Data Breach Policy

REG NO: 1994/000947/23


1.1 This policy aims to help the Company manage personal information data breaches effectively.
1.2 A data breach generally refers to the unauthorized processing (which includes, but is not limited to, accessing, storing, disseminating and deleting) of Personal Information. The Company holds Personal Information about, inter alia, employees, clients, suppliers and other individuals for a variety of business purposes.
1.3 POPIA obliges the Organisation to make reasonable security arrangements to protect the Personal Information that we process to prevent unauthorized access, collection, use, disclosure or similar risks and obliges the Organisation and its staff to report actual or suspected data breaches.
1.4 The objective of this policy is to enable the Organisation, the Information Officer and the staff to act promptly to contain any data breaches that may occur, to minimise the risk/s associated with the data breach and to take action if necessary to secure the Personal Information and prevent further breaches.
1.5 This policy supplements our other policies relating to internet and email
use. We may supplement or amend this policy by additional policies and
guidelines from time to time. Any new or modified policy will be circulated
to staff before being adopted.

Clause 2 SCOPE

2.1 This policy applies to the following persons:
2.1.1 all Organisation staff and employees (which includes, but is not limited to, fixed term, permanent and part time employees);
2.1.2 supervisors and management;
2.1.3 directors and prescribed officers; and
2.1.4 consultants, suppliers, contractors and/or third parties contracted by the Organisation.
2.2 You are required and responsible for familiarising yourself with this policy and complying with its terms.


3.1 Unless otherwise expressly stated, or the context otherwise requires, the words and expressions listed below shall, when used in this policy, including this introduction, bear the meanings ascribed to them:
3.1.1 “Data Subject” refers to a person to whom personal information relates.
3.1.2 “Information Officer” means the person duly nominated and designated by the Organisation as the information officer and who is contactable for the purposes of this policy.
3.1.3 “Personal Information” refers to information relating to an identifiable, living, natural person, and where it is applicable, an identifiable, existing juristic person.
3.2 “POPIA” means the Protection of Personal Information Act 4 of 2013;
3.2.1 “Processing” refers to anything that is done with personal information by the Organisation and includes the collection, use, storage, dissemination, modification or destruction of Personal Information (regardless of whether the processing is automatic).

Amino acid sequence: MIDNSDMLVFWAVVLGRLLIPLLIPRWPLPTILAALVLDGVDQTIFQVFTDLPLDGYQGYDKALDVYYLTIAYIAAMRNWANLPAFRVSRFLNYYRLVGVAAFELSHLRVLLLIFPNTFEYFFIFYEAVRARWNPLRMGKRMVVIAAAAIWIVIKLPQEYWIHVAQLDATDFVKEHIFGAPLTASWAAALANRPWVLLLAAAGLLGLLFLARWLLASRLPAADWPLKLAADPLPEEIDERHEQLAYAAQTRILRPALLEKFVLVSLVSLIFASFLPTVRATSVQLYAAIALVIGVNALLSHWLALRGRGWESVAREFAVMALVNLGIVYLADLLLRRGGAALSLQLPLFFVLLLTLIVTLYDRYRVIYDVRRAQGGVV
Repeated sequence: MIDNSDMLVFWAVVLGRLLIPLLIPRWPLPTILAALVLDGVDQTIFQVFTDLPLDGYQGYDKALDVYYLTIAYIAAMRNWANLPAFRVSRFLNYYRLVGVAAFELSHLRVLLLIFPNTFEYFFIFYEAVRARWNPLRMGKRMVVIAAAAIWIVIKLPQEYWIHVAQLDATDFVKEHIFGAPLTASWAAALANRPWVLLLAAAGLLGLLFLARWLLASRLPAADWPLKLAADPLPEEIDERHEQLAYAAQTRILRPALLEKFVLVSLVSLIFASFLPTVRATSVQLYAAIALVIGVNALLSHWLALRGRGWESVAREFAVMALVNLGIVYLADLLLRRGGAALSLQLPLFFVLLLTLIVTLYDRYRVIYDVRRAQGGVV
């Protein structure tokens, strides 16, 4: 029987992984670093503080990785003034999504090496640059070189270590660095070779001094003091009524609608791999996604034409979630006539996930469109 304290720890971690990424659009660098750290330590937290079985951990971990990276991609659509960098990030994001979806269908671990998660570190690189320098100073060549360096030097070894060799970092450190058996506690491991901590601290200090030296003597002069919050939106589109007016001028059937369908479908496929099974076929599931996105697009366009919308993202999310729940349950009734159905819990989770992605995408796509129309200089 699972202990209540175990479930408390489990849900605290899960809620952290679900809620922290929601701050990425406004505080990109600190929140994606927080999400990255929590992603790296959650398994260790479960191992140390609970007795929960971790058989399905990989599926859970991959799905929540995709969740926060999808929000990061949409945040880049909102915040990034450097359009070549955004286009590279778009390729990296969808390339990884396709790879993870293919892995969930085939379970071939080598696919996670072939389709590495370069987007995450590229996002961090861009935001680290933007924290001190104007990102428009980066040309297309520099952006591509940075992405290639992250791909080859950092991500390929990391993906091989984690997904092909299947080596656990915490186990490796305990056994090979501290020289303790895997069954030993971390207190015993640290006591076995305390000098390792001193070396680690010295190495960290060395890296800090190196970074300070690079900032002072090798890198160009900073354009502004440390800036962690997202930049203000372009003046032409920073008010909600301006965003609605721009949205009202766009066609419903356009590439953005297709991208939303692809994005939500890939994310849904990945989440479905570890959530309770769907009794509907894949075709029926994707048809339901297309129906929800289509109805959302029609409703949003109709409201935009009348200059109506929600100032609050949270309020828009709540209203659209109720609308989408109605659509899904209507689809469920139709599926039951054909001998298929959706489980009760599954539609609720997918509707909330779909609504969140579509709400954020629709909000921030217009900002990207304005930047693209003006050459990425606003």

3.2.2 “Responsible Party” refers to the person who determines why and how to process the Personal Information i.e. the Organisation.
3.2.3 “Operator” refers to the person and/or entity who processes the Personal Information on behalf of the Responsible Party.


4.1 The purpose of POPIA is to protect Personal Information, to strike a balance between the right to privacy and the need for the free flow of, and access to information, and to regulate how personal information is processed.
4.2 POPIA sets minimum standards for the protection of Personal Information that businesses need to comply with and is applicable to all businesses that collect, process, store and destroy personal information (includes records which the Organisation already has in its possession).
4.3 Notably, the Organisation as the Responsible Party is ultimately responsible for the lawful processing of Personal Information and should only use Operators that can meet the requirements of lawful Personal Information processing prescribed by POPIA.


5.1 A breach of Personal Information is a breach of security leading to Personal Information being either intentionally, negligently and/or unlawfully accessed, destroyed, lost, stolen, altered, disclosed, transmitted, stored or otherwise Processed by an unauthorised third party.
5.2 Personal Information data breaches may be caused by employees (human error), parties external to the organization (malicious activities) and/or computer system errors.
5.3 Human errors which can result in Personal Information data breaches include, inter alia:
5.3.1 loss of computing devices (portable or otherwise), data storage devices or paper records containing Personal Information;
5.3.2 disclosing Personal Information to a wrong recipient;
5.3.3 handling Personal Information in an unauthorized way (e.g. saving Personal Information in an incorrect and/or unsecure location);
5.3.4 improperly disposing of Personal Information (e.g. hard disk, storage media or paper documents containing Personal Information being sold or discarded before Personal Information is properly deleted); and/or
5.3.5 unauthorized access or disclosure of Personal Information by employees (e.g. sharing login credentials).